Hanukkah is one of the most beloved and joyful Jewish festivals. Also called Chanukah, Hanukkah is usually held in mid to late December.

The date may vary in the Gregorian Calendar but celebrations always start in the 25th day of Kislev on the Hebrew Calendar. The main ritual of Hanukkah is centered around the hanukkah menorah, also called the hanukkiyah, which holds nine candles. Eight candles symbolize the eight days of Hanukkah, and the ninth candle in the center called the shamash, is the helper candle used to light the other candles. Every night, a candle is lighted until the hanukkiyah is ablaze with lights on the eighth day of the festival.

Traditionally, oil is one of the central themes of Hanukkah. That’s why many of the food enjoyed by Jews during this holiday are typically fried in oil. Latkes or potato pancakes are a favorite snack among Jews. For those who prefer a sweeter treat, the sufganiyot (jelly-filled donuts) is very popular. Other common snacks consumed during Hanukkah are cheese and other dairy products. Hanukkah gelt are also given to young Jewish children.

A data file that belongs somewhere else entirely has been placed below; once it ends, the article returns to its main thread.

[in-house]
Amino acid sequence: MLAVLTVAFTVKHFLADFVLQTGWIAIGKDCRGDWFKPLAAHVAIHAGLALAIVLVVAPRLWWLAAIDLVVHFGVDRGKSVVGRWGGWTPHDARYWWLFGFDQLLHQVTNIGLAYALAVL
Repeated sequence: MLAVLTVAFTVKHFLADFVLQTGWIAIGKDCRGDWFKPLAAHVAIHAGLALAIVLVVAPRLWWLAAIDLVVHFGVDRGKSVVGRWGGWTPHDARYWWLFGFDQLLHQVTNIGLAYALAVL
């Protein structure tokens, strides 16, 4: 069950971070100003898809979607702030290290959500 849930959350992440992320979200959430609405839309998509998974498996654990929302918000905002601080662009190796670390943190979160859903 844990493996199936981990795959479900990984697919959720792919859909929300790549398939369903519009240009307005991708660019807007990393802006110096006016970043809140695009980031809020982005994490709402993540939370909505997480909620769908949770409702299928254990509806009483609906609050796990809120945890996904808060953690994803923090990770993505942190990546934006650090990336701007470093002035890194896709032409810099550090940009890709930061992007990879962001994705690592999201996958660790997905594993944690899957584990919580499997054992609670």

Gelt are chocolate candies wrapped in gold and silver foil to look like coins.

Playing the dreidel, a four-sided toy similar to a spinning top, is a favorite pastime during Hanukkah. In a game of dreidel, players are given a number of tokens (such as gelt, coins, peppermints, etc). Each player puts a token in the middle, this is called the “pot”. The players then take turns spinning the dreidel. Each player must follow the instructions on the side facing up when the dreidel stops. Nun – do nothing; Hey: take half of the pieces from the pot; Shin – put one more piece in; Gimmel – take all the pieces. The game continues until one person is left with all the tokens and is declared the winner.

The most important thing about Hanukkah is celebrating the miracle of the oil. It is said that when the Maccabees took back the Second Temple of Jerusalem from the Seleucids, they found that it was desecrated and the sacred menorah contained very little oil, which they feared would last only one day. Miraculously, the oil lasted for eight days, giving enough time for the Jews to make new sacred oil.

To commemorate the miracle of the oil, a candle is lit every day for eight days, with every member of the family praying and giving thanks to God for his blessings.

Resource: https://www.carrotink.com/printablelearning/hannakuh/

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